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Written by David Ramsey   
Thursday, 16 August 2012
Table of Contents: Page Index
MSI GTX 660-Ti Power Edition Video Card
Closer Look: MSI N660Ti Power Edition
N660Ti PE Detailed Features
Features and Specifications
Video Card Testing Methodology
DX11: 3DMark11
DX11: F1 2010
DX11: Batman: Arkham City
DX11: Aliens vs Predator
DX11: Lost Planet 2
DX11: Metro 2033
DX11: Unigine Heaven 3.0
DX11: Battlefield 3
Temperature and Power Consumption
MSI N660Ti PE Overclocking
GTX 660 Ti Final Thoughts
MSI N660Ti PE Conclusion

MSI N660Ti PE Temperatures

We're at the start of a transition: for years the PC industry has produced faster and more powerful CPUs and GPUs, which always came with ever-higher power draws. But as the industry moves to smaller and smaller fabrication processes, we're seeing power draws drop, and clever designs save even more power. Users benefit from GPUs that disable large portions of their circuitry when idle, leading to dramatically lower power draws and very cool idle temperatures. At the other end of the scale, reduced power at the higher end means smaller coolers, quieter fans, and less heat to worry about dissipating.

At the start of this test, I measure the idle temperature of the card with the card sitting at the Windows desktop, using the GPU-Z utility. Next, I start FurMark's stress test and let it run until the temperature curve flattens and the temperature has not varied more than 1 degree in the last five minutes.

FurMark does two things extremely well: drive the thermal output of any graphics processor higher than applications of video games realistically could, and it does so with consistency every time. FurMark works great for testing the stability of a GPU as the temperature rises to the highest possible output. The temperatures discussed below are absolute maximum values, and not representative of real-world performance.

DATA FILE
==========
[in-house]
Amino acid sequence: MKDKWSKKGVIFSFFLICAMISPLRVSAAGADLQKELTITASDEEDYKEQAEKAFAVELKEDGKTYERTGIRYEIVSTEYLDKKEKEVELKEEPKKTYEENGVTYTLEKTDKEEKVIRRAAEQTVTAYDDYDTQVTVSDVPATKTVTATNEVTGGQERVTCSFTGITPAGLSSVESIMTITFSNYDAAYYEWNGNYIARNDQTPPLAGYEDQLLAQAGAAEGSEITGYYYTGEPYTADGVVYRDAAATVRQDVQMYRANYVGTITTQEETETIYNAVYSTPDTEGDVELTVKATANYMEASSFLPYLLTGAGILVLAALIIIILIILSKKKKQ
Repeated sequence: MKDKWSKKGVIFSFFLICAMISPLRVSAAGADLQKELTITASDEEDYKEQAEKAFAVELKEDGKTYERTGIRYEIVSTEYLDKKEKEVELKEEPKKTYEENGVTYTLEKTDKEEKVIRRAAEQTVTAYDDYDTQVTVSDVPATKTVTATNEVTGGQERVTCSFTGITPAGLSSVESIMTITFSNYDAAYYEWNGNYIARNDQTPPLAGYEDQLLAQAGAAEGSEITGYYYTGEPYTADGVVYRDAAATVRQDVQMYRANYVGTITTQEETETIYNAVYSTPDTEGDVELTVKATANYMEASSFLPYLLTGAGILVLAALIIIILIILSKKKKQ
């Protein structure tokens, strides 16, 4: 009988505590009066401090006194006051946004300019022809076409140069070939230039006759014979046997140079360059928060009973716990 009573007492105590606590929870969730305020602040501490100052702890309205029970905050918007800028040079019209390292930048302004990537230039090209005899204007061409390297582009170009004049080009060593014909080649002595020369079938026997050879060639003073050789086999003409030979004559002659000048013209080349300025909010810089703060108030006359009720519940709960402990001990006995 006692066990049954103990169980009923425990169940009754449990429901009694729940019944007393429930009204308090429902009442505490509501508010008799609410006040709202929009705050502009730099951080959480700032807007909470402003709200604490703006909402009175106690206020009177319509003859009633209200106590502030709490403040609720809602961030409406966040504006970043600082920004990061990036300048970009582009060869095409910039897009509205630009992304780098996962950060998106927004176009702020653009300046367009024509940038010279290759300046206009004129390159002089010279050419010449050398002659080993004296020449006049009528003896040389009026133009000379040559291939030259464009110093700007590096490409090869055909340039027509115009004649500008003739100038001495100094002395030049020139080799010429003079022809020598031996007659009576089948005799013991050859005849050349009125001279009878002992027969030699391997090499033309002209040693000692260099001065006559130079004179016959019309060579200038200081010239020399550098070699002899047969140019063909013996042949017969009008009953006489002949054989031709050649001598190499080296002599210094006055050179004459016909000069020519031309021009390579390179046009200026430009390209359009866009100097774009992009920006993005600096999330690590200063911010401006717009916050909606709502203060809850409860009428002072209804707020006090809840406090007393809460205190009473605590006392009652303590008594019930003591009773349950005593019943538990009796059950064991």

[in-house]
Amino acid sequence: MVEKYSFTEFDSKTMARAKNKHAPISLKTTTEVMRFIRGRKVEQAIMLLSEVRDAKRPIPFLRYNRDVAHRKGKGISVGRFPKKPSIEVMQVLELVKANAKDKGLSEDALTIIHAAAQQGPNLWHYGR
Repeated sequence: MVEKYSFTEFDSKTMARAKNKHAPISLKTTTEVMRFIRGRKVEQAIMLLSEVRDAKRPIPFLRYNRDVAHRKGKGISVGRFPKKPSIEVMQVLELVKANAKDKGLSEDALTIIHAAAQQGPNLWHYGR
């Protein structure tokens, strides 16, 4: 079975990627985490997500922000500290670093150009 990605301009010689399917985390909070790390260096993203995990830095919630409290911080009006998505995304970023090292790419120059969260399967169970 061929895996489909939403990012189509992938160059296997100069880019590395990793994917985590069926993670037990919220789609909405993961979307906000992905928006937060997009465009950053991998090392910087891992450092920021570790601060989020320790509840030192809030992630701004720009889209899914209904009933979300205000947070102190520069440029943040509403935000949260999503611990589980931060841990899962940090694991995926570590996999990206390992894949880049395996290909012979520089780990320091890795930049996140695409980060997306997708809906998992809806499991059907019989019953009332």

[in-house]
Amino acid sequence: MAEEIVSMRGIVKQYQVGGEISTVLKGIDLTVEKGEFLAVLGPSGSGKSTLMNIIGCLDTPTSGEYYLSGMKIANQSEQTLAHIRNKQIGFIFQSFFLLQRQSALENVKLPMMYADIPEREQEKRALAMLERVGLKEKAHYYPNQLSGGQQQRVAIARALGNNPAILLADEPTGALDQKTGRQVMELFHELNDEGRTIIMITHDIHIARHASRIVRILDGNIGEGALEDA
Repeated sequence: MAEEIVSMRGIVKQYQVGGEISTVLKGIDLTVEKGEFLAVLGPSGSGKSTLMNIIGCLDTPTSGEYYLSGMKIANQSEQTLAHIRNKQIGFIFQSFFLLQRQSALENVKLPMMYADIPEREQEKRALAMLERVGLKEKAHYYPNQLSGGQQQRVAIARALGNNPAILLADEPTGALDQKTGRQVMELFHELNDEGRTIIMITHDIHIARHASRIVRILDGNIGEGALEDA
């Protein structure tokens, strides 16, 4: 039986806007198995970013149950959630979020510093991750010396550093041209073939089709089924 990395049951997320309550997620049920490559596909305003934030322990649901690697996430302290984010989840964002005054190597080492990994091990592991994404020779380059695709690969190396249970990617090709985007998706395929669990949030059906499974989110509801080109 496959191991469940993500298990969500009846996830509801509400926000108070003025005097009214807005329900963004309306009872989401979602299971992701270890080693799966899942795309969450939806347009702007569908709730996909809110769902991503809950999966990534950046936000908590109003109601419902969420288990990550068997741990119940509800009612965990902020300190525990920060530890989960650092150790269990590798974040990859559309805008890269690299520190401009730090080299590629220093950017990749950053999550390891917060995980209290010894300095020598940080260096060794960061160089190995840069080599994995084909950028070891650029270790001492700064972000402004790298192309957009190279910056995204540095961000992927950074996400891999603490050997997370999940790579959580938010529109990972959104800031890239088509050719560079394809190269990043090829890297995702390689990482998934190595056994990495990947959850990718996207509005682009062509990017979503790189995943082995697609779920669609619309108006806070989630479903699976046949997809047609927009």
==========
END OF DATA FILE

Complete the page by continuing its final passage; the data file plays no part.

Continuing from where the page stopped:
MSI's Twin Frozr cooler may have a silly name, but it's very effective on the N660Ti Power Edition:

msi_n660ti_pe_temps.jpg

At 11 degrees Celsius over ambient temperature, the card runs pretty cool at idle. At 70 degrees under Furmark load, the load temperature is the same as we recorded for the MSI N680GTX Lightning and the reference design NVIDIA GTX670; this implies a ceiling that NVIDIA wants to keep a Kepler GPU under. Amazingly, even under this load, the card's fans did not ramp up noticeably and overall the card was almost inaudible.

VGA Power Consumption

The new generation of video cards-- AMD's Southern Islands and NVIDIA's Kepler-- are certainly fast, but their new power saving features are almost as impressive. The move to a smaller process has helped, but both products benefit from a variety of power-saving techniques, including aggressively underclocking and undervolting themselves in low demand scenarios, as well as turning off unused portions of the card. Both companies also use other, proprietary methods to keep power usage low.

To measure isolated video card power consumption, Benchmark Reviews uses the Kill-A-Watt EZ (model P4460) power meter made by P3 International. A baseline test is taken without a video card installed inside our test computer system, which is allowed to boot into Windows 7 and rest idle at the login screen before power consumption is recorded. Once the baseline reading has been taken, the graphics card is installed and the system is again booted into Windows and left idle at the login screen. Another power reading is taken when the display sleeps, and then I measure the power under a heavy gaming load. Our final loaded power consumption reading is taken with the video card running a stress test using FurMark.